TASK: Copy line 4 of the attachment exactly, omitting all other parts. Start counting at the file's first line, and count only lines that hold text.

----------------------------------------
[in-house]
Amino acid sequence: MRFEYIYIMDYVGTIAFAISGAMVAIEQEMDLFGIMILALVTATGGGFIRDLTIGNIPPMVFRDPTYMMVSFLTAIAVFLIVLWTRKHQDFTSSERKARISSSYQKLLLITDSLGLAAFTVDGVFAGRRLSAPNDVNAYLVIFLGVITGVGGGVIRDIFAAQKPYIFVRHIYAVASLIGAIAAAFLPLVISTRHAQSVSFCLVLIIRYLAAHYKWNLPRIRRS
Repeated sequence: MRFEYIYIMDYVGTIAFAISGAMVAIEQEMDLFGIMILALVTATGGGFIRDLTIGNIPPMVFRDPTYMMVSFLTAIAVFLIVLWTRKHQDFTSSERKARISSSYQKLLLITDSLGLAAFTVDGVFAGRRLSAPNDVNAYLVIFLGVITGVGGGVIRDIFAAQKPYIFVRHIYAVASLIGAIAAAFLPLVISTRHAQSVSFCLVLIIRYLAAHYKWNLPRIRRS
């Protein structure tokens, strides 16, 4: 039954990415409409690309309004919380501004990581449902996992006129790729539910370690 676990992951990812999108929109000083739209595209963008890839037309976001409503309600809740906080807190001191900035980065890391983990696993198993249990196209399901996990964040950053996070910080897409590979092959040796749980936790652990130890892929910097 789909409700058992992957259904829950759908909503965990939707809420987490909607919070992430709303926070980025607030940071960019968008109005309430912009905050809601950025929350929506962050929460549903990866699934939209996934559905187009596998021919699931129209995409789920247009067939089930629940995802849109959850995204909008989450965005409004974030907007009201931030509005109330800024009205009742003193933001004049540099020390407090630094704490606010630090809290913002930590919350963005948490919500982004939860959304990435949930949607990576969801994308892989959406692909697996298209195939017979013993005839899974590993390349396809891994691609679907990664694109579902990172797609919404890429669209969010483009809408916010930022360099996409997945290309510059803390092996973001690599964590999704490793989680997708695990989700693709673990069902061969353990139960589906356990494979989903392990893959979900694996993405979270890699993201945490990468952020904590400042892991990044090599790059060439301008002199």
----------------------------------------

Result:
């Protein structure tokens, strides 16, 4: 039954990415409409690309309004919380501004990581449902996992006129790729539910370690 676990992951990812999108929109000083739209595209963008890839037309976001409503309600809740906080807190001191900035980065890391983990696993198993249990196209399901996990964040950053996070910080897409590979092959040796749980936790652990130890892929910097 789909409700058992992957259904829950759908909503965990939707809420987490909607919070992430709303926070980025607030940071960019968008109005309430912009905050809601950025929350929506962050929460549903990866699934939209996934559905187009596998021919699931129209995409789920247009067939089930629940995802849109959850995204909008989450965005409004974030907007009201931030509005109330800024009205009742003193933001004049540099020390407090630094704490606010630090809290913002930590919350963005948490919500982004939860959304990435949930949607990576969801994308892989959406692909697996298209195939017979013993005839899974590993390349396809891994691609679907990664694109579902990172797609919404890429669209969010483009809408916010930022360099996409997945290309510059803390092996973001690599964590999704490793989680997708695990989700693709673990069902061969353990139960589906356990494979989903392990893959979900694996993405979270890699993201945490990468952020904590400042892991990044090599790059060439301008002199």